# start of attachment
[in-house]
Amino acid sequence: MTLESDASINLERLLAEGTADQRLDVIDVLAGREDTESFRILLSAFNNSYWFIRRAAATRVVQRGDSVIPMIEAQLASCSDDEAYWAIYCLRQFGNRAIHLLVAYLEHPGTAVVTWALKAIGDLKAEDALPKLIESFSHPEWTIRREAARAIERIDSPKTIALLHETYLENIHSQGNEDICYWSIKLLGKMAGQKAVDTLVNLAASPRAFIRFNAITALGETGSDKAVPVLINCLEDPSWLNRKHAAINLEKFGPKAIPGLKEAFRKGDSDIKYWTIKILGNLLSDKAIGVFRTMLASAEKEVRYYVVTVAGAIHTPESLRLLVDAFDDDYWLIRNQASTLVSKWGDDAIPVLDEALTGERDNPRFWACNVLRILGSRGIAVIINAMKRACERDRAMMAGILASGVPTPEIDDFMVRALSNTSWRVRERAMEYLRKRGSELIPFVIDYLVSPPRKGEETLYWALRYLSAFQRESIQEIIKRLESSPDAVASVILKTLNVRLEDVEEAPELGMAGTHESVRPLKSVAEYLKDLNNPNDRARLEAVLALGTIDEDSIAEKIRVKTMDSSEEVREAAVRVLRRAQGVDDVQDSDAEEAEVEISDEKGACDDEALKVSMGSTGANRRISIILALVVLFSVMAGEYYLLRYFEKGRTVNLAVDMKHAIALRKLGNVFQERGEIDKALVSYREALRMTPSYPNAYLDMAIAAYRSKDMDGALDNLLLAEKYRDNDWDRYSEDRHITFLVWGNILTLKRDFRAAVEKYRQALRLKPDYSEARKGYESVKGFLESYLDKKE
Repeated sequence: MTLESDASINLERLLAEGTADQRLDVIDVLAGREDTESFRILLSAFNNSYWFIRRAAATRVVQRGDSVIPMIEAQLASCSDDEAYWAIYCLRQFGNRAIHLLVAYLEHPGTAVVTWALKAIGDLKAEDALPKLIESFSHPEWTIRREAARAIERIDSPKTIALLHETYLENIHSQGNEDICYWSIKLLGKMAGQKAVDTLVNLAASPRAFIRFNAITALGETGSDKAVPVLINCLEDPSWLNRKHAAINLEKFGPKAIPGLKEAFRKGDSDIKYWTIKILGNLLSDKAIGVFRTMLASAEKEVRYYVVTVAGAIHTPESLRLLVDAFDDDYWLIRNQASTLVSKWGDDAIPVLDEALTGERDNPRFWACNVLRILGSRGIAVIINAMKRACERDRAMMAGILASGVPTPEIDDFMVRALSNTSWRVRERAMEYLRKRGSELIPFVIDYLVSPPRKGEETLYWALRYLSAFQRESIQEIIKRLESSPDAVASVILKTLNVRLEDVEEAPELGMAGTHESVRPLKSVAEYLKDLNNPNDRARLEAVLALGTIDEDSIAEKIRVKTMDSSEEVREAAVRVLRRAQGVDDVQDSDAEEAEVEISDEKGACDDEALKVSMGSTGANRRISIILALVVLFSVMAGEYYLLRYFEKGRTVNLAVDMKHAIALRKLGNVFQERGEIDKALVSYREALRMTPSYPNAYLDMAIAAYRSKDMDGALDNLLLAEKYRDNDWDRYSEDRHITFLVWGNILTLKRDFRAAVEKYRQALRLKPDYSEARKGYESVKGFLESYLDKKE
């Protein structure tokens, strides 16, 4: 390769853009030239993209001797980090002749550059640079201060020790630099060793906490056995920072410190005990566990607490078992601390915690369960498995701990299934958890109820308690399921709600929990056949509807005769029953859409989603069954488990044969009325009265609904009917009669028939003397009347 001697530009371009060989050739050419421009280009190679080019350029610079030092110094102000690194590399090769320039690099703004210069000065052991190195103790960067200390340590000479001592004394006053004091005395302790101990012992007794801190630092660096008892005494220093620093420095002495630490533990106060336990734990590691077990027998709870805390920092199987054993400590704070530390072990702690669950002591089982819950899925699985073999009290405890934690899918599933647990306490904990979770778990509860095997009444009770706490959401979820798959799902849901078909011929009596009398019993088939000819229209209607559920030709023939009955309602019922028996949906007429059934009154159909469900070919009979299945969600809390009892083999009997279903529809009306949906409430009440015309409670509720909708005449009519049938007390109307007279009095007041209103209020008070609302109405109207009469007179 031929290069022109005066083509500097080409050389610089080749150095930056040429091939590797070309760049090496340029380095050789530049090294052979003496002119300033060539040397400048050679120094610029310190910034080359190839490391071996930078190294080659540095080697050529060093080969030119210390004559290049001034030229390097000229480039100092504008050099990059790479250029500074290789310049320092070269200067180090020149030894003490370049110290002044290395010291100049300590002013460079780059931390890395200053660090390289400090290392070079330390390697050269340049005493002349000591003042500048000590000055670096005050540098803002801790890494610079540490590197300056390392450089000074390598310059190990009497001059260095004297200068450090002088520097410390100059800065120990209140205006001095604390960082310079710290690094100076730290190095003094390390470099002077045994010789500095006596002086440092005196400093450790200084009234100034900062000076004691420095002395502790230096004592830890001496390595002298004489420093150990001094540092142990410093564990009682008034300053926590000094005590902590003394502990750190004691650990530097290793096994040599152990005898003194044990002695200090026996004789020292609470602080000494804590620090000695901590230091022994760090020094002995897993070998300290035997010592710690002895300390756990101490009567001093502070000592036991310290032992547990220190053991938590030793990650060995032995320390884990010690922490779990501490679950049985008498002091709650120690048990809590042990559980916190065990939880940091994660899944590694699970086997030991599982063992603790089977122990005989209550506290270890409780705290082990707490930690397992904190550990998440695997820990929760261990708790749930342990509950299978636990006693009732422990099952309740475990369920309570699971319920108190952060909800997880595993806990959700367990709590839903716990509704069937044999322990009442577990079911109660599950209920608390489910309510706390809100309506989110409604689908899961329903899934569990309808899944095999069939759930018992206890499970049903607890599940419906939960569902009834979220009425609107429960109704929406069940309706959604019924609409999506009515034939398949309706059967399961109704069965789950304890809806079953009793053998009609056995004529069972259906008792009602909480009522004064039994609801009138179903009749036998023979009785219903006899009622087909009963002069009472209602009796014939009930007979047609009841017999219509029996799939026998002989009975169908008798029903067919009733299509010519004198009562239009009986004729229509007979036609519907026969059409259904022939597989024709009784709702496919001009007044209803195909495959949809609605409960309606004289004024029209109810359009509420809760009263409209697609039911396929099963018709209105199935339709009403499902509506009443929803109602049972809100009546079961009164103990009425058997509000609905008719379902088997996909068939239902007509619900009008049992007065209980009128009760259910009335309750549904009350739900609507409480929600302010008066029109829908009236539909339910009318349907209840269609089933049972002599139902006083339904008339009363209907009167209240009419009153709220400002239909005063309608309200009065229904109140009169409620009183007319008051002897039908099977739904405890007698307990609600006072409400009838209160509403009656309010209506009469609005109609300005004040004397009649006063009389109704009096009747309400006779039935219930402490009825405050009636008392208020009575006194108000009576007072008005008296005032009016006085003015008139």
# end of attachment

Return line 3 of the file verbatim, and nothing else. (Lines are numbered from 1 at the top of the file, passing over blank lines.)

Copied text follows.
Repeated sequence: MTLESDASINLERLLAEGTADQRLDVIDVLAGREDTESFRILLSAFNNSYWFIRRAAATRVVQRGDSVIPMIEAQLASCSDDEAYWAIYCLRQFGNRAIHLLVAYLEHPGTAVVTWALKAIGDLKAEDALPKLIESFSHPEWTIRREAARAIERIDSPKTIALLHETYLENIHSQGNEDICYWSIKLLGKMAGQKAVDTLVNLAASPRAFIRFNAITALGETGSDKAVPVLINCLEDPSWLNRKHAAINLEKFGPKAIPGLKEAFRKGDSDIKYWTIKILGNLLSDKAIGVFRTMLASAEKEVRYYVVTVAGAIHTPESLRLLVDAFDDDYWLIRNQASTLVSKWGDDAIPVLDEALTGERDNPRFWACNVLRILGSRGIAVIINAMKRACERDRAMMAGILASGVPTPEIDDFMVRALSNTSWRVRERAMEYLRKRGSELIPFVIDYLVSPPRKGEETLYWALRYLSAFQRESIQEIIKRLESSPDAVASVILKTLNVRLEDVEEAPELGMAGTHESVRPLKSVAEYLKDLNNPNDRARLEAVLALGTIDEDSIAEKIRVKTMDSSEEVREAAVRVLRRAQGVDDVQDSDAEEAEVEISDEKGACDDEALKVSMGSTGANRRISIILALVVLFSVMAGEYYLLRYFEKGRTVNLAVDMKHAIALRKLGNVFQERGEIDKALVSYREALRMTPSYPNAYLDMAIAAYRSKDMDGALDNLLLAEKYRDNDWDRYSEDRHITFLVWGNILTLKRDFRAAVEKYRQALRLKPDYSEARKGYESVKGFLESYLDKKE